The next frontier in personal development

What if what you wanted was already present in a form that you could not now recognize? My guess is, there would more than likely be some who might receive this with great skepticism, some who might understand the concept intellectually, and still others who have already experienced the magic of this realization.

I suppose that many of you have seen or known of the construction of homes or other building types that have used items from previous structures.

It isn’t uncommon, even today, that homes are remodeled using lumber from old barns, for example. Previously used hardware is also used to alter the essence of reconstruction.

I am using this analogy to illustrate the point that designing and building something new in our lives can be similar to remodeling a home.

Where do the materials come from in the example above? They came from something that already existed. When incorporated into a new design these same materials are cleaned up, reshaped and reused, often in an entirely different way than the original structure, but they provide a more unique essence in the new one. Architects creatively use materials in designs that already exist but aren’t employed until the design is complete, submitted, discussed, and accepted.

This concept is similar to how I view life architecture. We become different, we change, and we navigate new territory in our lives by using what we already have in new and different ways. So many of us, I believe, see ourselves through filters that, if not modified, keep us from developing into what we want to be, do, and have. We are distracted by everyday living, old habits and old ways of thinking that prevent us from using the most valuable elements of who we already are to become that which we know we can be.

From personal experience, I knew that I could be virtually anything I wanted to be, but in my college years, I was distracted by emotional immaturity and other life events like the death of my father. Those distractions lasted what seemed to be nearly a lifetime. When my distractions were recognized as roadblocks years later I was able to move forward in a new and more positive life framework. I was able to dismantle old habits and reconstruct a newer version of me by replacing them with gifts that already existed within me, but rarely used or acknowledged,

Granted, rebuilding a life may not seem easy, and often it isn’t, but using life architecture to help see the process of rebuilding in an entirely different perspective aids in finding existing resources that may have been forgotten and combining them with other existing resources to create a beautiful new life.

I would like to say that there is nothing new here, no groundbreaking research or observations from the newest of Gurus. But I do believe there are possibilities that haven’t been explored yet and there are structures that are not being employed on a daily basis that confirm that life architecture can serve as a vehicle for change and personal development.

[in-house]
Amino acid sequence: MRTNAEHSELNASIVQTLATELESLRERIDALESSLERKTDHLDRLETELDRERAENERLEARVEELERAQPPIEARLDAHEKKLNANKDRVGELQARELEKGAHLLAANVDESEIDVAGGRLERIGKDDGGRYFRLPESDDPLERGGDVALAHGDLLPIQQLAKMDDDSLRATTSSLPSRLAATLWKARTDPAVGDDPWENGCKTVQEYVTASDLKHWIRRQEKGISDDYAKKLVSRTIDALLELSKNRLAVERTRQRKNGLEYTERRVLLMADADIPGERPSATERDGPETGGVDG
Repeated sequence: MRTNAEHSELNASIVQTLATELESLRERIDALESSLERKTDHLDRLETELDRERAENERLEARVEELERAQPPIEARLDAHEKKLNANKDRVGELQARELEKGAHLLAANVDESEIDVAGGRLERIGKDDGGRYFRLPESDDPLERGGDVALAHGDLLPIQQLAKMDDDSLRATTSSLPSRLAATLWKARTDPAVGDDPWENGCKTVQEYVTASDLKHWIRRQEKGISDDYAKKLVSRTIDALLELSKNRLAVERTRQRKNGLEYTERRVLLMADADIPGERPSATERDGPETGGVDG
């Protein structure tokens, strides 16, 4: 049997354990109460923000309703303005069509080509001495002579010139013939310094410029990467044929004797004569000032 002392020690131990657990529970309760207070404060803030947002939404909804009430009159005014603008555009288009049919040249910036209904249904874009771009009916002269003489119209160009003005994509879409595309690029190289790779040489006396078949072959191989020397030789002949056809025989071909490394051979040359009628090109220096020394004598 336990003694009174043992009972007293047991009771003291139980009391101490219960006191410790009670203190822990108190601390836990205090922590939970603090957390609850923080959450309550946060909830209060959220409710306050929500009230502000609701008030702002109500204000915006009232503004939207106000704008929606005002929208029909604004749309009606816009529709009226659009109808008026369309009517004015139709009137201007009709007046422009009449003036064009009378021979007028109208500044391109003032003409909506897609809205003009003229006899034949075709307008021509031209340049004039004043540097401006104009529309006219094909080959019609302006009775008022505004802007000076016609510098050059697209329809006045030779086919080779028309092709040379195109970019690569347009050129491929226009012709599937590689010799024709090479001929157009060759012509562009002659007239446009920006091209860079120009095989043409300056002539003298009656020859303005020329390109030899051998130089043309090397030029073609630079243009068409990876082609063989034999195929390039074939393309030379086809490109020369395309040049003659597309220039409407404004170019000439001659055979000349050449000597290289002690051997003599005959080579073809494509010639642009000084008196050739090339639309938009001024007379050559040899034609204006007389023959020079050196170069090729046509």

Here are three thoughts to aid in the use of life architecture as a means of creating a new paradigm from an old existence.

1Become aware of the self — Self-examination is incredibly important in the discovery of gifts that may already be present within. It is vital to understand who you really are and what you really want. A common journal inventory over time can reveal much about yourself that you would otherwise overlook.

2 Ally and connect — with a mentor, coach or other guides whom you respect and with whom you can have honest, open, vulnerable, and authentic communication. Solicit their feedback, challenge yourself to consider what you may hear that is different. Look for synchronicities that may lead you to alternatives you may not have considered before.

3 Know that the wisdom you seek is all ready and already present within you. This may be difficult at first. Belief is tantamount to change. You can verify this as you study and dialog with others. You may be the subject of your interest but others are seeking change as you are and when deep, mutually beneficial conversations take place this wisdom emerges. Pay attention to what you say and what you hear. Everything matters!

The new frontier of life architecture has taught me to do as this picture suggests…REDEFINE POSSIBLE!

How I get wherever it is I want to go starts with this simple question: What’s possible now?

My circumstances don’t matter, they will change whether I want them to or not.

My resources will change form time to time. What doesn't change is my belief in myself. And as I learned from Tony Robbins, “people don’t fail because of a lack of resources, they fail because of a lack of resourcefulness.”

I have bought into the concept that I/we are my/our greatest resource. If that’s true, I ask myself, “What’s possible now?”

I am grateful for you, who read my work. You could have chosen to be anywhere else at this moment in time but you chose to be here with me. That is a union I cherish. Life architecture brought me to this point as I continually press on toward new possibilities through a paradigm that believes in change, goodness, and connection.

May Peace and Blessings always be with you!

A believer in Lifelong Learning and Collaborative Wisdom, remembering Who I AM through essay, story, and poetry. Listening for narratives that nurture Life.

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